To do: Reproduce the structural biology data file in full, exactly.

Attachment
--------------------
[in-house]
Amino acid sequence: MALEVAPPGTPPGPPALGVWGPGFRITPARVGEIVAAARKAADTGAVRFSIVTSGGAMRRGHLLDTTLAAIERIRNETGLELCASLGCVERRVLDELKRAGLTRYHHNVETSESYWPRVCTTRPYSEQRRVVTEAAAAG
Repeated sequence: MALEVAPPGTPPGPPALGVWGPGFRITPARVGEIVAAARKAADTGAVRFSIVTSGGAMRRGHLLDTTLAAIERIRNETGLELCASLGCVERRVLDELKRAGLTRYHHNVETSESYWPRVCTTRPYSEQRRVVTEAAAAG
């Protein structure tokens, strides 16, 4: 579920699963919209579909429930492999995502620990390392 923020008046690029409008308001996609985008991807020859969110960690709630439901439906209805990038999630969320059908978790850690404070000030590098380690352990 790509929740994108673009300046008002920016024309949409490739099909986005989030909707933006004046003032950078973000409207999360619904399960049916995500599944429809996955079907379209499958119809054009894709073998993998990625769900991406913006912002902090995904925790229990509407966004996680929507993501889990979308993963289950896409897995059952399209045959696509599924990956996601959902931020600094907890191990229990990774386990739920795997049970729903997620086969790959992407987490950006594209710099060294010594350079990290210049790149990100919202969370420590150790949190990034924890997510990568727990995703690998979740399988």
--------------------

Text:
[in-house]
Amino acid sequence: MALEVAPPGTPPGPPALGVWGPGFRITPARVGEIVAAARKAADTGAVRFSIVTSGGAMRRGHLLDTTLAAIERIRNETGLELCASLGCVERRVLDELKRAGLTRYHHNVETSESYWPRVCTTRPYSEQRRVVTEAAAAG
Repeated sequence: MALEVAPPGTPPGPPALGVWGPGFRITPARVGEIVAAARKAADTGAVRFSIVTSGGAMRRGHLLDTTLAAIERIRNETGLELCASLGCVERRVLDELKRAGLTRYHHNVETSESYWPRVCTTRPYSEQRRVVTEAAAAG
């Protein structure tokens, strides 16, 4: 579920699963919209579909429930492999995502620990390392 923020008046690029409008308001996609985008991807020859969110960690709630439901439906209805990038999630969320059908978790850690404070000030590098380690352990 790509929740994108673009300046008002920016024309949409490739099909986005989030909707933006004046003032950078973000409207999360619904399960049916995500599944429809996955079907379209499958119809054009894709073998993998990625769900991406913006912002902090995904925790229990509407966004996680929507993501889990979308993963289950896409897995059952399209045959696509599924990956996601959902931020600094907890191990229990990774386990739920795997049970729903997620086969790959992407987490950006594209710099060294010594350079990290210049790149990100919202969370420590150790949190990034924890997510990568727990995703690998979740399988």